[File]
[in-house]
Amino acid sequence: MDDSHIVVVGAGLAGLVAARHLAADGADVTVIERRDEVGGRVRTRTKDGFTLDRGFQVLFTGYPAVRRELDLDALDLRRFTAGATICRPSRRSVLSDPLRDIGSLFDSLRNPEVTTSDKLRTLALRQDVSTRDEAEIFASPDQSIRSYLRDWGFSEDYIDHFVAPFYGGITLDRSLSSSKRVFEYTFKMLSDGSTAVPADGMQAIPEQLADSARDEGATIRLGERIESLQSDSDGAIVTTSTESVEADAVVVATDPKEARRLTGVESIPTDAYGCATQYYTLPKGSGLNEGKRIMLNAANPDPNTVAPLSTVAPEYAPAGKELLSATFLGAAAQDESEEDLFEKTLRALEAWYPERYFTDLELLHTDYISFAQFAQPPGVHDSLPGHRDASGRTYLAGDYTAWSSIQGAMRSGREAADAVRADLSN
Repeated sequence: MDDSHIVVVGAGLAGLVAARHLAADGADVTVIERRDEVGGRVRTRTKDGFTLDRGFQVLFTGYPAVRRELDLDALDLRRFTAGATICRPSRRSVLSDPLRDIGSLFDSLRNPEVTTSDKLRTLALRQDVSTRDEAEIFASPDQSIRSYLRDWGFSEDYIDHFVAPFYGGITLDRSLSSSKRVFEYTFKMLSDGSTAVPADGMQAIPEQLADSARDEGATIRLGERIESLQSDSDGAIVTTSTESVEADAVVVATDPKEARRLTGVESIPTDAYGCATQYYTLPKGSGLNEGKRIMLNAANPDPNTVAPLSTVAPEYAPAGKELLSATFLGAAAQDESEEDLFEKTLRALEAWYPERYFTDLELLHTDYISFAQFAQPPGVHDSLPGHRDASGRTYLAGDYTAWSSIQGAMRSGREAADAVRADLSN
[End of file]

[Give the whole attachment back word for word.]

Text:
[in-house]
Amino acid sequence: MDDSHIVVVGAGLAGLVAARHLAADGADVTVIERRDEVGGRVRTRTKDGFTLDRGFQVLFTGYPAVRRELDLDALDLRRFTAGATICRPSRRSVLSDPLRDIGSLFDSLRNPEVTTSDKLRTLALRQDVSTRDEAEIFASPDQSIRSYLRDWGFSEDYIDHFVAPFYGGITLDRSLSSSKRVFEYTFKMLSDGSTAVPADGMQAIPEQLADSARDEGATIRLGERIESLQSDSDGAIVTTSTESVEADAVVVATDPKEARRLTGVESIPTDAYGCATQYYTLPKGSGLNEGKRIMLNAANPDPNTVAPLSTVAPEYAPAGKELLSATFLGAAAQDESEEDLFEKTLRALEAWYPERYFTDLELLHTDYISFAQFAQPPGVHDSLPGHRDASGRTYLAGDYTAWSSIQGAMRSGREAADAVRADLSN
Repeated sequence: MDDSHIVVVGAGLAGLVAARHLAADGADVTVIERRDEVGGRVRTRTKDGFTLDRGFQVLFTGYPAVRRELDLDALDLRRFTAGATICRPSRRSVLSDPLRDIGSLFDSLRNPEVTTSDKLRTLALRQDVSTRDEAEIFASPDQSIRSYLRDWGFSEDYIDHFVAPFYGGITLDRSLSSSKRVFEYTFKMLSDGSTAVPADGMQAIPEQLADSARDEGATIRLGERIESLQSDSDGAIVTTSTESVEADAVVVATDPKEARRLTGVESIPTDAYGCATQYYTLPKGSGLNEGKRIMLNAANPDPNTVAPLSTVAPEYAPAGKELLSATFLGAAAQDESEEDLFEKTLRALEAWYPERYFTDLELLHTDYISFAQFAQPPGVHDSLPGHRDASGRTYLAGDYTAWSSIQGAMRSGREAADAVRADLSN